"Another problem is that when the property owner dies and his next of kin come to claim the house they find other people occupying it and paying rent to someone they don't know."

Melody Nyembezi, 63, also claims to be a victim of house hijacking.

The former domestic worker had been renting a house from her former employer for years and had finally made an agreement with the owner to buy it. But her dreams were short-lived.

Last month a man known only as Frank came to evict the family. He said he had bought the house at auction in 2014.

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Without being given notice, Nyembezi and her family, including her seven-year-old grandchild, found themselves sleeping in the streets, locked out of the house they had called home for 20 years.

Community leader Andile Tshem said most of the hijacked houses were turned into brothels and drug dens.

Last weekend, angry residents torched several homes, one of which belonged to South African truck driver Erick Mohale.

Mohale's caretaker, Thembinkosi Sithole, said the house had been occupied by tenants who were not paying rent and had racked up a R76,000 bill for electricity and water.

A tenant in nearby Drakensberg Road, Rosettenville, said landlords did not take proper care of the houses.

"Our landlord collects more than R40,000 a month from us. There are about 15 families living here. We share one toilet.

"The landlord comes at 6am to collect rent. He doesn't want to give us leases, and we don't get receipts. He wants cash."

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sub_head_start Herman puts faith in new city courts sub_head_end

Johannesburg will have municipal courts up and running by the end of next month to assist in addressing crime in areas such as Rosettenville, mayor Herman Mashaba said this week.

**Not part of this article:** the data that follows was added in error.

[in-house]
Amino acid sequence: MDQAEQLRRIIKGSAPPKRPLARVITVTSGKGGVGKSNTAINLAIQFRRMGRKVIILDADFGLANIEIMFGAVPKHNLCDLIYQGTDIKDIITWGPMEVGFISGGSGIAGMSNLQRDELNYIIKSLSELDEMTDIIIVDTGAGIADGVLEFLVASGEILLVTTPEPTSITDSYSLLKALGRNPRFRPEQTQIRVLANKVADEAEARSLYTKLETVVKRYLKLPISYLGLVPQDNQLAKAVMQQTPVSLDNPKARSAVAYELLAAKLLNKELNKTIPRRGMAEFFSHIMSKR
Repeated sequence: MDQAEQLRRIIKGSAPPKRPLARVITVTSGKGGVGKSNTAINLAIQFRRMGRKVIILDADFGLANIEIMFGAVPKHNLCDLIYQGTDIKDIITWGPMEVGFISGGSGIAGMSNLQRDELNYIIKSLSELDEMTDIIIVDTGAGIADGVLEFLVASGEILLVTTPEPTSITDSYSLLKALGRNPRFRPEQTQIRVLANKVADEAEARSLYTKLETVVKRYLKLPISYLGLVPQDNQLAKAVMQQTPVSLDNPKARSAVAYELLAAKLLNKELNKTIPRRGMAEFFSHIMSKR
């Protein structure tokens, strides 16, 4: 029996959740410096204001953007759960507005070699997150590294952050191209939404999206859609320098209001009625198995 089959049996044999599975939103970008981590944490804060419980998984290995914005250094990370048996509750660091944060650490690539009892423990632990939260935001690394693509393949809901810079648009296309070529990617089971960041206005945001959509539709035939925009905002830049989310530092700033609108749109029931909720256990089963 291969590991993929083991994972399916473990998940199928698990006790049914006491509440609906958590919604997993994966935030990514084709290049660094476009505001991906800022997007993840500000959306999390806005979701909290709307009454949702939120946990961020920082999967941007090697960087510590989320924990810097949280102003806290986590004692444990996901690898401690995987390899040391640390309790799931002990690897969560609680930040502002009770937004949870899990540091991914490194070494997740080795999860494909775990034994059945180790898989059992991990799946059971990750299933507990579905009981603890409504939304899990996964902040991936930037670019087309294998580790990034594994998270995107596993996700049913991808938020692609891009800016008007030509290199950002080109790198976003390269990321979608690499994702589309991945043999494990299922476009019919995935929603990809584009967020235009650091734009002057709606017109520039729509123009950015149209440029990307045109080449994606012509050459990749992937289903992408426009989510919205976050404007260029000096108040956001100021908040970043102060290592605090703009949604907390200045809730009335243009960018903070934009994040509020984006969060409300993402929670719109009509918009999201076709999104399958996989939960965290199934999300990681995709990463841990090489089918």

"We are at a very advanced stage. There will be an announcement any day now."

He said the courts would have their own prosecutors and magistrates who would not fall under the National Prosecuting Authority. They will deal with issues relating to bylaws.

"This government, the way they are doing things, they are forcing us to look at private prosecutions," he said.

He said the issue of hijacked houses in Rosettenville and surrounding areas was of concern.

"What is worrying is that after hijacking buildings, immediately they start building illegal structures without even applying to the city. You think it's one house but you have 20 other structures at the back, rented out and with no permits to build, accessing our electricity for free - at a big scale."

Mashaba said the city was not receiving any assistance from national government in addressing the crime in these areas.

"I wrote a letter to [Home Affairs] Minister [Malusi] Gigaba because a big number of these illegal activities were committed by foreign nationals and it's a big challenge for the City of Johannesburg. I've written to him three times but he hasn't really responded. I will keep on trying.

"At the end of the day, our powers are so limited. We [the Johannesburg metro police department] don't have prisons, we don't have prosecutors, and we don't have courts. We are not responsible for immigration issues."

ndabenik@sundaytimes.co.za